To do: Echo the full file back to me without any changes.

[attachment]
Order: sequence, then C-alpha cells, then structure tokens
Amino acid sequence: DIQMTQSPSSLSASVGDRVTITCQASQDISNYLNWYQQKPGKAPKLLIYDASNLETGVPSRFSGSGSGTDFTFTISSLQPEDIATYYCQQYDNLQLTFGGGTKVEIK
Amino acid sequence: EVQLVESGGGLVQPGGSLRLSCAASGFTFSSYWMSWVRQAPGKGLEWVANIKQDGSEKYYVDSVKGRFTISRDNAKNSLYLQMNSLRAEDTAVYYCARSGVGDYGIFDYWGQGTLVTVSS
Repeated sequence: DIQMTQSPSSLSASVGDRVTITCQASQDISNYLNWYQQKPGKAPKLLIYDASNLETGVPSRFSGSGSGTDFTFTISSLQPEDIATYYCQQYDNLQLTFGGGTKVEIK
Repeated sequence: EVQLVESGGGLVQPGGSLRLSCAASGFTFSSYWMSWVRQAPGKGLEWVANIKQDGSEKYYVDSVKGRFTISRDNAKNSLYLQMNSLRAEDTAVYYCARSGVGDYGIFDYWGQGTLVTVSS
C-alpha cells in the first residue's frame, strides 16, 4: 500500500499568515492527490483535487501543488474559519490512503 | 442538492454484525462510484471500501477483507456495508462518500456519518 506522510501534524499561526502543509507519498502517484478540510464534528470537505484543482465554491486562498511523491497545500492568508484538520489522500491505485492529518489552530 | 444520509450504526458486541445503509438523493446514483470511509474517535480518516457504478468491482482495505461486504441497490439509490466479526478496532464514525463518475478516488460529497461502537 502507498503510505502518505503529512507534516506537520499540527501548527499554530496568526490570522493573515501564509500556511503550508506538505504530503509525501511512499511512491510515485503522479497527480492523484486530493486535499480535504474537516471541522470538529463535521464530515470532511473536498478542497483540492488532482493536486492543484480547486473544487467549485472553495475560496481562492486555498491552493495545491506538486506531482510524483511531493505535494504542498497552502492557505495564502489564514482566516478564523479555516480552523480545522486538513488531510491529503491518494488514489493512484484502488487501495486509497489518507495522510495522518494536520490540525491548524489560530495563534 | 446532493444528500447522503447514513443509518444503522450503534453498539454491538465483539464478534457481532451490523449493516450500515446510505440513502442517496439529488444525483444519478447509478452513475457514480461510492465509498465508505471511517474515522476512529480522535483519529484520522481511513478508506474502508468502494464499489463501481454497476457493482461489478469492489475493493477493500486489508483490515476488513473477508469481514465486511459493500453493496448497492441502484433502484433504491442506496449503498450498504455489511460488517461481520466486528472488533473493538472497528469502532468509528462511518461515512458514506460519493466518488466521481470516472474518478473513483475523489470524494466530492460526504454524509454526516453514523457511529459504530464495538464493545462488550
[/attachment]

Order: sequence, then C-alpha cells, then structure tokens
Amino acid sequence: DIQMTQSPSSLSASVGDRVTITCQASQDISNYLNWYQQKPGKAPKLLIYDASNLETGVPSRFSGSGSGTDFTFTISSLQPEDIATYYCQQYDNLQLTFGGGTKVEIK
Amino acid sequence: EVQLVESGGGLVQPGGSLRLSCAASGFTFSSYWMSWVRQAPGKGLEWVANIKQDGSEKYYVDSVKGRFTISRDNAKNSLYLQMNSLRAEDTAVYYCARSGVGDYGIFDYWGQGTLVTVSS
Repeated sequence: DIQMTQSPSSLSASVGDRVTITCQASQDISNYLNWYQQKPGKAPKLLIYDASNLETGVPSRFSGSGSGTDFTFTISSLQPEDIATYYCQQYDNLQLTFGGGTKVEIK
Repeated sequence: EVQLVESGGGLVQPGGSLRLSCAASGFTFSSYWMSWVRQAPGKGLEWVANIKQDGSEKYYVDSVKGRFTISRDNAKNSLYLQMNSLRAEDTAVYYCARSGVGDYGIFDYWGQGTLVTVSS
C-alpha cells in the first residue's frame, strides 16, 4: 500500500499568515492527490483535487501543488474559519490512503 | 442538492454484525462510484471500501477483507456495508462518500456519518 506522510501534524499561526502543509507519498502517484478540510464534528470537505484543482465554491486562498511523491497545500492568508484538520489522500491505485492529518489552530 | 444520509450504526458486541445503509438523493446514483470511509474517535480518516457504478468491482482495505461486504441497490439509490466479526478496532464514525463518475478516488460529497461502537 502507498503510505502518505503529512507534516506537520499540527501548527499554530496568526490570522493573515501564509500556511503550508506538505504530503509525501511512499511512491510515485503522479497527480492523484486530493486535499480535504474537516471541522470538529463535521464530515470532511473536498478542497483540492488532482493536486492543484480547486473544487467549485472553495475560496481562492486555498491552493495545491506538486506531482510524483511531493505535494504542498497552502492557505495564502489564514482566516478564523479555516480552523480545522486538513488531510491529503491518494488514489493512484484502488487501495486509497489518507495522510495522518494536520490540525491548524489560530495563534 | 446532493444528500447522503447514513443509518444503522450503534453498539454491538465483539464478534457481532451490523449493516450500515446510505440513502442517496439529488444525483444519478447509478452513475457514480461510492465509498465508505471511517474515522476512529480522535483519529484520522481511513478508506474502508468502494464499489463501481454497476457493482461489478469492489475493493477493500486489508483490515476488513473477508469481514465486511459493500453493496448497492441502484433502484433504491442506496449503498450498504455489511460488517461481520466486528472488533473493538472497528469502532468509528462511518461515512458514506460519493466518488466521481470516472474518478473513483475523489470524494466530492460526504454524509454526516453514523457511529459504530464495538464493545462488550